“Another activity that happens as part of that is a reflection using candle lighting,” said Rose. “We want to engage people on a bunch of different levels. We want to make it a safe, peaceful, gentle refuge.”

Significant loss can be found in many different forms which the memorial service can help with. While losing a loved one who has passed is the first thing that comes to mind when one thinks of personal loss, there are many situations where the holidays can magnify the feeling of one’s grief.

“What happens if this is your first Christmas after a divorce, and having to navigate that relationship with your kids? What about losing your employment or a catastrophic health diagnosis?” asked Rose. “There are all kinds of losses that people experience that can be quite that this service can help deal with.”

Rose hopes the service shows people that they do not need to feel alone in what they are feeling in their grieving process.

“The feeling of loss is a natural, normal human response to loss of any kind. Unfortunately, what we have learned is the people who have experienced these types of losses tend to isolate,” said Rose. “If we can help folks come together in some sort of healthy community, even if for a brief period of time, in that context they can express themselves. It doesn’t mean everyone’s experiences are the same, but what it does mean is that we can be there and support one another simply by presence alone.”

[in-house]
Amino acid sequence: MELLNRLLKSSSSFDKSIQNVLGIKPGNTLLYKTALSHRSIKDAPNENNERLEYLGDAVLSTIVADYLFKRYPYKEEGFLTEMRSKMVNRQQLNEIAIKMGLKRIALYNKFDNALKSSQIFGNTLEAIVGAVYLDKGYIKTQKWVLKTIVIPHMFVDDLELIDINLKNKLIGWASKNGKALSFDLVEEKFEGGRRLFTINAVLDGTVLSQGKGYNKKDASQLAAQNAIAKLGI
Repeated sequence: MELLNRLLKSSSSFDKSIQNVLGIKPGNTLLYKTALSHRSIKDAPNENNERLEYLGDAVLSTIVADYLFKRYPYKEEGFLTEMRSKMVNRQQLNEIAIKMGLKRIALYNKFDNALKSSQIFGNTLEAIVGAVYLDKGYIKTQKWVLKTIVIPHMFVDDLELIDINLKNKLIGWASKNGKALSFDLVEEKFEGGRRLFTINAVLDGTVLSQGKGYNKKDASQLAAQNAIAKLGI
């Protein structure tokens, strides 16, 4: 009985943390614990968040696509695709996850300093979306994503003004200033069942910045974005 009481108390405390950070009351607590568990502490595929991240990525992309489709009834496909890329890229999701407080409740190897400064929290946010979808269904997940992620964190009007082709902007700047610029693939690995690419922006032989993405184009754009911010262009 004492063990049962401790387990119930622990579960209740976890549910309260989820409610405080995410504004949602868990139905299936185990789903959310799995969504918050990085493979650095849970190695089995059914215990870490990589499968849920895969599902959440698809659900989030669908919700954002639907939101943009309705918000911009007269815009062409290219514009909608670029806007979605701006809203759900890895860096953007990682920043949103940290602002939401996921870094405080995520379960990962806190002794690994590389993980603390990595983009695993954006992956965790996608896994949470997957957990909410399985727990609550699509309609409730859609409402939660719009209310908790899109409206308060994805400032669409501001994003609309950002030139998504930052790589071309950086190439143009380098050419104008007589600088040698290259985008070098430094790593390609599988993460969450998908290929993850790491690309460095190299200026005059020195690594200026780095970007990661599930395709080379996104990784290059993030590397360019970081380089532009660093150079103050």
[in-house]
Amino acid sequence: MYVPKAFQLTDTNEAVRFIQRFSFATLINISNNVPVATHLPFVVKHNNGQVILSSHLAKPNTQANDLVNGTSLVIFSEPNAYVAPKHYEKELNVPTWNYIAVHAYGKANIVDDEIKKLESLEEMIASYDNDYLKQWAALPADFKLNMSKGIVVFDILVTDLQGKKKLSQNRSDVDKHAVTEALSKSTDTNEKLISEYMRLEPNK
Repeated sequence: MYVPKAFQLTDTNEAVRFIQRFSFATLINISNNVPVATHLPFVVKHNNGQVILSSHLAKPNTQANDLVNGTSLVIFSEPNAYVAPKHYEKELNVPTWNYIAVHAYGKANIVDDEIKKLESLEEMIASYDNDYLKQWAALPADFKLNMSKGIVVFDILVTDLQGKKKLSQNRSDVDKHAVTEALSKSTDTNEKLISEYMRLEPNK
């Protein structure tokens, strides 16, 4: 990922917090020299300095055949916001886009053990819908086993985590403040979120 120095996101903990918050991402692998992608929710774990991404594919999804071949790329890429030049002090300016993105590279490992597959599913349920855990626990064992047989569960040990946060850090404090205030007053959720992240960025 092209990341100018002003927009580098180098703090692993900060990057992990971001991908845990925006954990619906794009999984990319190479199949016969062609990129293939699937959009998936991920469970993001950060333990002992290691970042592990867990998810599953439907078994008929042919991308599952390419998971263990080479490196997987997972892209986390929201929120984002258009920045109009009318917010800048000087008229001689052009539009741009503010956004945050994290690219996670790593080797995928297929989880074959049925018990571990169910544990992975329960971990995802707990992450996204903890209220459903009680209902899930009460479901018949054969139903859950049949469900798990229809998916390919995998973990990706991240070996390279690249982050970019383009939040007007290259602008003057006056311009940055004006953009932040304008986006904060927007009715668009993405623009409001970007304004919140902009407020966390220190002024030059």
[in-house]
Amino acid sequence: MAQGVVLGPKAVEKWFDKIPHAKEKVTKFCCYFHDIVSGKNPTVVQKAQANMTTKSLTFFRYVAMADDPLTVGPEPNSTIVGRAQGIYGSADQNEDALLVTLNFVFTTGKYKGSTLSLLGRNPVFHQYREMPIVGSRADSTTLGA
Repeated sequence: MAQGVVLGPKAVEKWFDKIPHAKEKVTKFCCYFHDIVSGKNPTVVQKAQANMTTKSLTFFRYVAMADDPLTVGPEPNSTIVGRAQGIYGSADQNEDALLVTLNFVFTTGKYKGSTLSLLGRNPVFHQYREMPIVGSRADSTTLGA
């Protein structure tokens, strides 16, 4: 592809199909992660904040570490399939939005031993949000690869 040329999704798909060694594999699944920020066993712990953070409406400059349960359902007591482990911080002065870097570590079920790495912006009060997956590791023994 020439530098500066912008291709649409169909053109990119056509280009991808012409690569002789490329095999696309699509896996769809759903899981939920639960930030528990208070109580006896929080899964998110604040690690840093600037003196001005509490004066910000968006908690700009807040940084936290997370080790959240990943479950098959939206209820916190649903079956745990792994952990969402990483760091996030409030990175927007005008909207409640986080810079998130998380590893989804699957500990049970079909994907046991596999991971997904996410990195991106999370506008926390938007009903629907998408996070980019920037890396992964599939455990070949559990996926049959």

The Holiday Memorial Service goes Dec. 9 at 2 p.m. at the Taber Health Centre Clinic at 4326 50th Ave. For more information, you can call Michael at 403-332-0480 or e-mail michael.rose@ahs.ca.

Introspection in dealing with grief… things to consider:

Loss is not just the death of a loved one. There are 40-PLUS different kinds of loss which include loss through divorce or significant romantic relationship, loss of employment and economic standing, a loss of health, loss of a pet, a loss of faith etc.

Be kind to yourself — Grief is the normal, natural response to loss of any kind.

Resist the tendency to isolate — Staying away from other people, you emotionally isolate yourself by not being honest about how you are doing.

The call to “be strong for…” is a myth that doesn’t make any sense. Strong for what? It’s just another form of isolation.
Take care of yourself by eating healthy, getting regular exercise, getting regular sleep, regular prayer or meditation and limiting your exposure on social, media.

Watch for excessive compensating involving booze, drugs, shopping/spending, food or busyness in avoiding the pain.

Look for meaningful ways to remember your loved one be it ritual, story telling/reminiscing, or meaningful religious rituals.

Find the faithful forgiving friend who is safe, not a fixer, who understands grief is natural and normal. A friend who will be present and available.

Get support from agencies like FCSS and other qualified mental health providers, grief specialists, family physicians, recreation therapist or mental health nurses.

Oftentimes spiritual leaders, pastors, and clergy can be a valuable support.

Access Crisis Hotlines.